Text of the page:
In 1986, at age 26, Christopher Knight disappeared into the Maine woods and didn't speak to a living soul for nearly three decades. He survived by his wits--and by breaking into nearby homes for food, clothing, and reading material. Finkel, whose GQ piece, "The Strange & Curious Tale of the Last True Hermit" (Aug. 2014), won extraordinary attention, explains how Knight managed. With a 100,000-copy first printing.

    Copyright 2016 Library Journal, LLC Used with permission.

  • School Library Journal

    June 1, 2017

    Christopher Knight lived for 27 years in the woods of Maine with almost no human interaction, surviving by pilfering food and supplies. Opening with the account of how Knight was captured by an ex-marine after stealing from a local camp, this book begins on an exciting note, though the pace slows as Finkel weaves in research about the science of isolation along with an exploration of the philosophical and nature writing that might lead someone like Knight to seek seclusion. An extension of Finkel's 2014 GQ article "The Strange & Curious Tale of the Last True Hermit," this title goes into detail about the lengths to which Knight went in order to stay alive. Teens who are drawn to survival stories will appreciate reading about the harsh conditions Knight faced, including freezing weather, isolation, and lack of food, and the problem-solving skills on which he had to rely. This introspective look at the hermit life throughout time focuses on the ethical issues involved in one man's attempt to break free of society. VERDICT Hand this volume to mature and thoughtful teens who love Jon Krakauer's Into the Wild or are interested in philosophy, science, or nature.-Carrie Shaurette, Dwight-Englewood School, Englewood, NJ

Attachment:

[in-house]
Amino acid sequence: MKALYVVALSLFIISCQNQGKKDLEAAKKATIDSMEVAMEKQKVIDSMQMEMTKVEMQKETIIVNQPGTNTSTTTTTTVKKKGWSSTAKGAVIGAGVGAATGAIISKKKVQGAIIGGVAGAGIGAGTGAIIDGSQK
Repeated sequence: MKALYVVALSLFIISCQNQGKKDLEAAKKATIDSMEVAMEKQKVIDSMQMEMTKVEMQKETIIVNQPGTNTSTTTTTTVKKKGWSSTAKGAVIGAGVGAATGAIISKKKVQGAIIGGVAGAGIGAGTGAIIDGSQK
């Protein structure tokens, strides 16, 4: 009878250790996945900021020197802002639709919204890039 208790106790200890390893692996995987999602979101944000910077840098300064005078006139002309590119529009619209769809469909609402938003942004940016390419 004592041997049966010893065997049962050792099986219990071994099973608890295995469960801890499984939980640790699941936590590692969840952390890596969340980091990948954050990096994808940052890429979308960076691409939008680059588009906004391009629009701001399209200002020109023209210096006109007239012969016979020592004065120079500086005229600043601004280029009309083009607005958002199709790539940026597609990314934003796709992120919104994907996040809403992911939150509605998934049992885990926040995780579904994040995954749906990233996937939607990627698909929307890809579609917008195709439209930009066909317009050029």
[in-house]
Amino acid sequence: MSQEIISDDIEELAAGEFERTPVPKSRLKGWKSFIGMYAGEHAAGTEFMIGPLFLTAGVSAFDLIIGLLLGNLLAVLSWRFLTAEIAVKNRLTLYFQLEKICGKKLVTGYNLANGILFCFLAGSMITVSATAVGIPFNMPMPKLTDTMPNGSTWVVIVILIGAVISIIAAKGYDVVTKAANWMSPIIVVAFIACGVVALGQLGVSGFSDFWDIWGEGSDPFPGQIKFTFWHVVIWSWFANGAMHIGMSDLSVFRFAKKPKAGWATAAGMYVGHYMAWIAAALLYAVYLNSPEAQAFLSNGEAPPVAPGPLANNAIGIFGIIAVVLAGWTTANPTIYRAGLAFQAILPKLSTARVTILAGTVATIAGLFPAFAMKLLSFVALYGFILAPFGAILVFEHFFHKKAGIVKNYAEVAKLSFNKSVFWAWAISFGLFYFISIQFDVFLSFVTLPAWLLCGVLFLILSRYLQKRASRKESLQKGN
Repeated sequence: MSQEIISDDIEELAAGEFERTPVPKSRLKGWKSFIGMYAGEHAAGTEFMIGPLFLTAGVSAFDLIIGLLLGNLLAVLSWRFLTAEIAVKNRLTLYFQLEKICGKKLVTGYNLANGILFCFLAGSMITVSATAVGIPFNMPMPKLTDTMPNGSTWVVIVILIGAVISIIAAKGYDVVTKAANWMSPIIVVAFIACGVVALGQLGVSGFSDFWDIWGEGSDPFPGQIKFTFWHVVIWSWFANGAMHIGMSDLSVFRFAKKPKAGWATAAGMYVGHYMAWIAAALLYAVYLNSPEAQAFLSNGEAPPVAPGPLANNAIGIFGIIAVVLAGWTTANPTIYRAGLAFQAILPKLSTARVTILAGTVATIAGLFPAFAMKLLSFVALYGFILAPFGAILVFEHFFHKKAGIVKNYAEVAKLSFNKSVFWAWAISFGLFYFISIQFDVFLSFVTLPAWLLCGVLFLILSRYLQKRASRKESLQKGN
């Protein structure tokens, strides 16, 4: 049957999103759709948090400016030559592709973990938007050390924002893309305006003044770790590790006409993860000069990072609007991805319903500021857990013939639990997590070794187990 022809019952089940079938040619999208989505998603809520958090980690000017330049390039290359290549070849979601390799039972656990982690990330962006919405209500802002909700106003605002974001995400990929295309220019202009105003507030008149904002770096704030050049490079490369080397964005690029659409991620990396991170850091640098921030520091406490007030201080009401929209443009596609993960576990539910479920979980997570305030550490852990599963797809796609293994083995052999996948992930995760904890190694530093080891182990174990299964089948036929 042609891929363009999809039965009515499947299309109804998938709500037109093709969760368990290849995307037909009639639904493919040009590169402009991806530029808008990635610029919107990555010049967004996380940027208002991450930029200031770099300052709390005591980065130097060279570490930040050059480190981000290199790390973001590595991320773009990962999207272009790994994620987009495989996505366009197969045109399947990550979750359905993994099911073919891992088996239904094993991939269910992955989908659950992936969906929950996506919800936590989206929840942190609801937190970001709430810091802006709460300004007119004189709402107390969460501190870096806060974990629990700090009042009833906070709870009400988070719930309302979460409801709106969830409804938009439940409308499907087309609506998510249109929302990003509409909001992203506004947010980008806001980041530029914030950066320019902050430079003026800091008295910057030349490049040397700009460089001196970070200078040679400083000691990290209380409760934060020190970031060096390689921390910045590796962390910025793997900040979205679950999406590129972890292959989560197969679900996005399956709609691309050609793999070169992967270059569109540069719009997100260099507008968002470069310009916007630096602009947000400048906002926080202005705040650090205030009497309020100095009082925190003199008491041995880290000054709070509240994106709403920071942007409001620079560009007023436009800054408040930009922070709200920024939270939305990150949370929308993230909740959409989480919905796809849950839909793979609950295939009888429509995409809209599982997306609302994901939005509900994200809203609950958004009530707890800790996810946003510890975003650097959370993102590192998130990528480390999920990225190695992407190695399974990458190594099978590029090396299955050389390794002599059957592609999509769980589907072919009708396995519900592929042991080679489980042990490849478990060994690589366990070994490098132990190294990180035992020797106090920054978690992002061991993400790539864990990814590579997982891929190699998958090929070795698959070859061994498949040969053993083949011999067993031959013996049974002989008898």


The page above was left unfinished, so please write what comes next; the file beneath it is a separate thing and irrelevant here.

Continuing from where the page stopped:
Copyright 2017 School Library Journal, LLC Used with permission.

  • Michael Paterniti, bestselling author of The Telling Room and Driving Mr. Albert "Michael Finkel has done something magical with this profound book: He's written a gripping modern parable about how one man did the unthinkable, walked away from life as we know it to find a sort of happiness in isolation and silence. His investigation runs deep, summoning not only his surprising, poignant friendship with the book's protagonist, but also the human history of our own attempts to find meaning in a noisy world. In some sacred forest place the hermit waits for us: he is us. This book's promise is simple: If we're lucky enough to find him, we may find ourselves one step closer to perfection."